Determination of Natural Radioactivity of the Hibiscus sabdariffa Linn (Roselle) Used in Côte d’Ivoire (Ivory Coast)


In this work, ten medicinal and nutritional leaves samples of Hibiscus sabdariffa Linn imported from Mali and Burkina Faso in Côte d’Ivoire and sold on the market were collected. The analysis of these plants using High Purity Germanium detector (HPGE) gamma spectrometry showed the activity concentrations of 226Ra, 232Th, and 40K varied respectively in the range of (1.74 - 0.11) × 103 Bq/kg, (6.72 - 0.61) × 104 Bq/kg and (4.65 - 0.54) × 103 Bq/kg1 in the leaves of H. sabdariffa. The Average Annual Committed Effective Dose (AACED) values from leaves this plant varied from 251.492 × 106 to 68.133 × 106 mSv/y. These values found are below 0.30 mSv/y, the world average value for an individual. These results show that there is no radiological risk in consuming “bissap” leaves.

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Alfred, A. , Koudou, D. and Jean-Claude, B. (2021) Determination of Natural Radioactivity of the Hibiscus sabdariffa Linn (Roselle) Used in Côte d’Ivoire (Ivory Coast). Advances in Materials Physics and Chemistry, 11, 59-66. doi: 10.4236/ampc.2021.113006.

1. Introduction

Hibiscus sabdariffa Linn is to the family of the plant called malvaceae and it is usually called “bissap” in Burkina Faso, Senegal, Togo, Mali and Côte d’Ivoire [1]. The fruit of the plant is used in nutrition for making juice extract [2] in Africa. It is also well known traditionally that fruits including juice from H. sabdariffa are rich in vitamin C. These leaves are also used to treat diseases like kidneystone, liver damage, hypertension and leukemia [3]. The works of Mensah and Golomeke have allowed discovering that extracted juice of H. sabdariffa has antioxidant properties [4]. In Côte d’Ivoire, the most populations drink “bissap” juice, it is said to be rich in vitamin B6, calcium, potassium and other several elements that are yet to be isolated and characterized. In order to assess the radiological risks linked to the consumption of this plant and its derivatives by the population, we focused this study to determine the natural radioactivity levels from this plant and also evaluated the Average Annual Committed Effective Dose (AACED) due to the ingestion of radionuclides from H. sabdariffa.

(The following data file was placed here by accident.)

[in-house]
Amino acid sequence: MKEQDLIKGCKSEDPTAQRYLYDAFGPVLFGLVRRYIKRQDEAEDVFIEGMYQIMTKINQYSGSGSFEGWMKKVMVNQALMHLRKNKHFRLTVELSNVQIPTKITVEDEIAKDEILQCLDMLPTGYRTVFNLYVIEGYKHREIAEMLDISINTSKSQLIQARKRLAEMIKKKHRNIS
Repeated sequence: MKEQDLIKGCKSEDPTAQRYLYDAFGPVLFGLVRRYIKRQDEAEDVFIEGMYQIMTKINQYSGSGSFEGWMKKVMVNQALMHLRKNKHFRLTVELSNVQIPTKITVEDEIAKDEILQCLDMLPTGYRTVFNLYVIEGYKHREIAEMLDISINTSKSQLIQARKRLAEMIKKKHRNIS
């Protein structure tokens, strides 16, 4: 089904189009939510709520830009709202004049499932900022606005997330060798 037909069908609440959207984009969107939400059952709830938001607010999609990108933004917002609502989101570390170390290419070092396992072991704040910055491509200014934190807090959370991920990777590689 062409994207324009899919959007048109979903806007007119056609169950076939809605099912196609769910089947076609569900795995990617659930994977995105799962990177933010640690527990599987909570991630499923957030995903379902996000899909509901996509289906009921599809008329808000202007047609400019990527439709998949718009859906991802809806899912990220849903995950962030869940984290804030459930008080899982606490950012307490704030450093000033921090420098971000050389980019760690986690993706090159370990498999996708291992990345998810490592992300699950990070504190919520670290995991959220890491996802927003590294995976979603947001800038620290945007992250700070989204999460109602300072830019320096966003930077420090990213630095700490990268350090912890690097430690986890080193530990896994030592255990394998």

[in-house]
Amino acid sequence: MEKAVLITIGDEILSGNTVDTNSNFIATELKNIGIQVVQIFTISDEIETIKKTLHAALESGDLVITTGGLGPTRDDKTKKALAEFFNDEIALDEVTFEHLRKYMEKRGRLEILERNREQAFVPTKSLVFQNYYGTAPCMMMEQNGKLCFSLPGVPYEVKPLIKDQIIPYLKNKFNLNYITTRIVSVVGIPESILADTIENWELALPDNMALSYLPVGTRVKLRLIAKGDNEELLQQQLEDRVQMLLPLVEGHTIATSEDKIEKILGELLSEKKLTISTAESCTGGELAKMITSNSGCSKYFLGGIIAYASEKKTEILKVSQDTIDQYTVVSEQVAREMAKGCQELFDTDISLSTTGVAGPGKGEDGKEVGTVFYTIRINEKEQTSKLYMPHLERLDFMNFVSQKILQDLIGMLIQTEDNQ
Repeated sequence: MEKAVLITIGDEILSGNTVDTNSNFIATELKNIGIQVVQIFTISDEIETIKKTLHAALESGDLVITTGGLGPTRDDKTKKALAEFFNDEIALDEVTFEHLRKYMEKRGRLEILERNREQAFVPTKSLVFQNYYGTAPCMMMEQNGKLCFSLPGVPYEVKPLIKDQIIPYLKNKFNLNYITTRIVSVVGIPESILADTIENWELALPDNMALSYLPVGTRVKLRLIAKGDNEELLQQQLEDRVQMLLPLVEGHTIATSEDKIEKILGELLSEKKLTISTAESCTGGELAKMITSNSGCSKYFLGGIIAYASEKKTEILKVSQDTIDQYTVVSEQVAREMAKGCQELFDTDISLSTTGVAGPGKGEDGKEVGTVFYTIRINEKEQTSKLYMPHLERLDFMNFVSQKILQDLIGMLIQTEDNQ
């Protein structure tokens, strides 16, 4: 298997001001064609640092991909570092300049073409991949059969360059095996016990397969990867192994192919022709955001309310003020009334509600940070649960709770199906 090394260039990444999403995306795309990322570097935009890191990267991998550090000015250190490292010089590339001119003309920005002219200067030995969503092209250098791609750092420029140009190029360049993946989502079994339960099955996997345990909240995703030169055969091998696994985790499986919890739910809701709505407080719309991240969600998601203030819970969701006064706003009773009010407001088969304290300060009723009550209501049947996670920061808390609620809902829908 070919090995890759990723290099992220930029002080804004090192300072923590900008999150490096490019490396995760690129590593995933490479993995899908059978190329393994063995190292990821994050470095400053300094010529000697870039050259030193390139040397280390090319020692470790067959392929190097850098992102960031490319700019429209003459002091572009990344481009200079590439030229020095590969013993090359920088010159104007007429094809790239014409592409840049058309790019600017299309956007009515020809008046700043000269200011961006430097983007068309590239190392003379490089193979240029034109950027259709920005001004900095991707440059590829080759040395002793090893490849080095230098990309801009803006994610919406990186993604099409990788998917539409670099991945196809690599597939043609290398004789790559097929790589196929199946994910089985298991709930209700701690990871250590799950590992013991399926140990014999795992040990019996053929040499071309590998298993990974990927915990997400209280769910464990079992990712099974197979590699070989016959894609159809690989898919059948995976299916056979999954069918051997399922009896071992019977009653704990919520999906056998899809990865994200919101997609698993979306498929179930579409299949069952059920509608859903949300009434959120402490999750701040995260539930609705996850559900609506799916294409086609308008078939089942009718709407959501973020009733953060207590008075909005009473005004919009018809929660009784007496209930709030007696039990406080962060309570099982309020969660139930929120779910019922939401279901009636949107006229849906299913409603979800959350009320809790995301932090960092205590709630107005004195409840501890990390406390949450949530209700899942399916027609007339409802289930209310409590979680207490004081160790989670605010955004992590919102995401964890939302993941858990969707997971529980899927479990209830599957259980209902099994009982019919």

2. Methodology

Sample preparation

Samples of leaves of H. sabdariffa imported to Côte d’Ivoire were collected from the local markets of Côte d’Ivoire (Figure 1), these different varieties of leaves shown in Table 1. Samples were dried in the range of 25˚C at ambient air and grinded into a fine powder with a particle size < 1 mm, 500 mg of each samples were put into standard Marinelli beaker and the activity concentrations for the natural radionuclide’s in the measured samples were computed. Samples were placed in Marinelli beaker sealed off and kept for one month, the time to achieve radioactive secular equilibrium between 226Ra and 222Rn and daughter nuclei. In order to determine the background distribution due to naturally occurring radionuclide’s in the environment around the detector, an empty Marinelli beaker container was counted in the same manner as the samples.